The Outsider: Torstein Horgmo sighting at Woodward Copper summer snow park |

The Outsider: Torstein Horgmo sighting at Woodward Copper summer snow park

“Dude,” the young snowboarder said to his buddy in a hushed voice. “That’s Horgmo.”

The two kept talking in muted tones, despite the fact they were standing on several million tons of dampening snow in the middle of a dry ski run high, high on Copper Mountain. There was no one around to hear them whisper, including Torstein Horgmo, the Norwegian pro snowboarder they were ogling.

“Dude, I know,” his friend said and reached a gloved hand in Horgmo’s direction, like a mime reaching for rope, or a teen fangirl grasping for Justin Bieber. “He’s so close, but so far.”

It’s funny how pro snowboarders have that effect on kids (and adults) around these parts, even in the middle of summer, when the only riding to be had is on a massive block of snow-farmed terrain at the Woodward Copper summer snowboard park. The two young riders were buckling in at the top of the park, surrounded on all sides by beach chairs and dry grass and lawn flamingos, when their 29-year-old hero rode by with a group of friends and fellow pros. The group dropped into the middle jib line and just about everyone stopped what they were doing for a glimpse of the six-time X Games medalist doing his thing, live and in person.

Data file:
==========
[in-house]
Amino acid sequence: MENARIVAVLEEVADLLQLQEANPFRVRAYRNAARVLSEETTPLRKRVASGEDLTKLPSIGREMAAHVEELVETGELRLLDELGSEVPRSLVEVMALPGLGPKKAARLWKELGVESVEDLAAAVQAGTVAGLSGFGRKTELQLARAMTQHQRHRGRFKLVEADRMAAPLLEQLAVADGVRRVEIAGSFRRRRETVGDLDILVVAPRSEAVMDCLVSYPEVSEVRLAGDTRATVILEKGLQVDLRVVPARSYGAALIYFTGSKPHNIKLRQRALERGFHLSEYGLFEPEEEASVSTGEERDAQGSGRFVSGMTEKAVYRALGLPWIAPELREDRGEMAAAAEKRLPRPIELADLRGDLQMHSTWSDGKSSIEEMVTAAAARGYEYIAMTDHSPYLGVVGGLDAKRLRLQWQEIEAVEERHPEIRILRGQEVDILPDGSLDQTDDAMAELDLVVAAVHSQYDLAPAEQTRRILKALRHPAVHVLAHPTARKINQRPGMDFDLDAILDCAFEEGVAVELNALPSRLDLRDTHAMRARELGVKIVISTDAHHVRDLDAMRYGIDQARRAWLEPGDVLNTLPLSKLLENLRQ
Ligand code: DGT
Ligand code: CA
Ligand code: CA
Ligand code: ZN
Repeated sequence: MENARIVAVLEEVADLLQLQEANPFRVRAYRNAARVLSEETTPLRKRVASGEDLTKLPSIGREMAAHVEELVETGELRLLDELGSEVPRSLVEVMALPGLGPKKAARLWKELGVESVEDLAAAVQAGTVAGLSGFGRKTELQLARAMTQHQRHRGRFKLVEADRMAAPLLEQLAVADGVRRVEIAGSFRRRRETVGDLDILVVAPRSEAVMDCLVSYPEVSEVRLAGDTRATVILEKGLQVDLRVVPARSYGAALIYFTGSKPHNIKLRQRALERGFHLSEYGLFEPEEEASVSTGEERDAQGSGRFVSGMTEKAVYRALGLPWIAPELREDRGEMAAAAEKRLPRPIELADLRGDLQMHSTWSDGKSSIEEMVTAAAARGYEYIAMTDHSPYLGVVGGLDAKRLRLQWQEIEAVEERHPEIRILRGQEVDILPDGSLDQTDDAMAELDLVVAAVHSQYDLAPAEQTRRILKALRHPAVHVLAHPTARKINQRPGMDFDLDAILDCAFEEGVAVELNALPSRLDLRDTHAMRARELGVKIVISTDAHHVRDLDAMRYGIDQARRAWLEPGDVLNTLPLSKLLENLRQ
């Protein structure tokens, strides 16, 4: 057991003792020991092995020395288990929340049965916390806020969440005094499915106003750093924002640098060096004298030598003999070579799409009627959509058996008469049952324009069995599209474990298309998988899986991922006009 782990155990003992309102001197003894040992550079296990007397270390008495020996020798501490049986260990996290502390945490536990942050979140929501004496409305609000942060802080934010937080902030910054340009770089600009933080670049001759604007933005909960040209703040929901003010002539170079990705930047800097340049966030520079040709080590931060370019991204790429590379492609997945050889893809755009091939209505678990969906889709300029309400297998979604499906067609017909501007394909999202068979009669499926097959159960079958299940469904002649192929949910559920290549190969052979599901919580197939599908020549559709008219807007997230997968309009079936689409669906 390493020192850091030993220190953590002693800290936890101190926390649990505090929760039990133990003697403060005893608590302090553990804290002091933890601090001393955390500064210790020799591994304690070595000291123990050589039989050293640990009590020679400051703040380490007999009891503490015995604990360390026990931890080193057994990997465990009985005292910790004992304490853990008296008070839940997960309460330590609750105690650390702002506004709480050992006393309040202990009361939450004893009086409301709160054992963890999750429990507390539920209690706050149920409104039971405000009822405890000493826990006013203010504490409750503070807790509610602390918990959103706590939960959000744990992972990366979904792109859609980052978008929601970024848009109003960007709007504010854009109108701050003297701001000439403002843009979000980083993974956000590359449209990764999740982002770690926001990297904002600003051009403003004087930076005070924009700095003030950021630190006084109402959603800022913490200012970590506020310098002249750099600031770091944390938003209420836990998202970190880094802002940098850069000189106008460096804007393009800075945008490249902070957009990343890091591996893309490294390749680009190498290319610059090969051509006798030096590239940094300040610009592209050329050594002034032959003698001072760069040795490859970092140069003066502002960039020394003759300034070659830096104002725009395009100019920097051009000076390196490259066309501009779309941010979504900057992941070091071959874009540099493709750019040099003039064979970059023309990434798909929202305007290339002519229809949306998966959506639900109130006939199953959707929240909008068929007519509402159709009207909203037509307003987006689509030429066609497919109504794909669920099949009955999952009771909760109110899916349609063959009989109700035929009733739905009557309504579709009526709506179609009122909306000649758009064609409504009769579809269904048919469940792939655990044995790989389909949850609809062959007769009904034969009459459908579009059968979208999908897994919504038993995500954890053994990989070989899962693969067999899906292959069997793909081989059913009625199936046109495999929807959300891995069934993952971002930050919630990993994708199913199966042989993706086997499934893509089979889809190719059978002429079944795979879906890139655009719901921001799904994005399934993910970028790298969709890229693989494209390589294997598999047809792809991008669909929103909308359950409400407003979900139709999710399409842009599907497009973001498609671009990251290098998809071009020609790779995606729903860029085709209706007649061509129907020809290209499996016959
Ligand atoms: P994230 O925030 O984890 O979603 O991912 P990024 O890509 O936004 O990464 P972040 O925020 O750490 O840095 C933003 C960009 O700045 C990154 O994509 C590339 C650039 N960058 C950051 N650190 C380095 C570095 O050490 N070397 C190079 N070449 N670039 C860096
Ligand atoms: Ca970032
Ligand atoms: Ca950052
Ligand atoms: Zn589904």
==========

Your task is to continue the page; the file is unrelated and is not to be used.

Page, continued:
These days, Horgmo is one of the biggest names in pro snowboarding, thanks in large part to those X Games wins and a slew of firsts: first triple cork, first switch backside triple cork 1440, first back-to-back perfect scores at the X Games snowboard big air. He’s a legend before his third decade, and for good reason.

But, like most pro snowboarders — all except Shaun White and maybe Travis Rice — when Horgmo isn’t on the snow he’s just another average Joe, at least to most people. He isn’t Payton Manning, he isn’t Lance Armstrong — he’s just an incredibly talented athlete in a sport that barely earns coverage on ESPN, despite the fact that channel invented the X Games.

For me, that makes the boys’ chance encounter with their hero even cooler. Sure, Horgmo felt ever-so-close yet ever-so-far, but, for at least one morning, they got to ride the same snow and same features as their hero. They got to watch him do what he does best for free (somewhat), with no cameras or bodyguards or press agents. They got to see one of their sport’s best, in his prime on mid-July snow.

Boys, Horgmo is closer than you think. Keep riding — you just might shake his hand (or pop a bottle of champagne) after winning a medal of your own.

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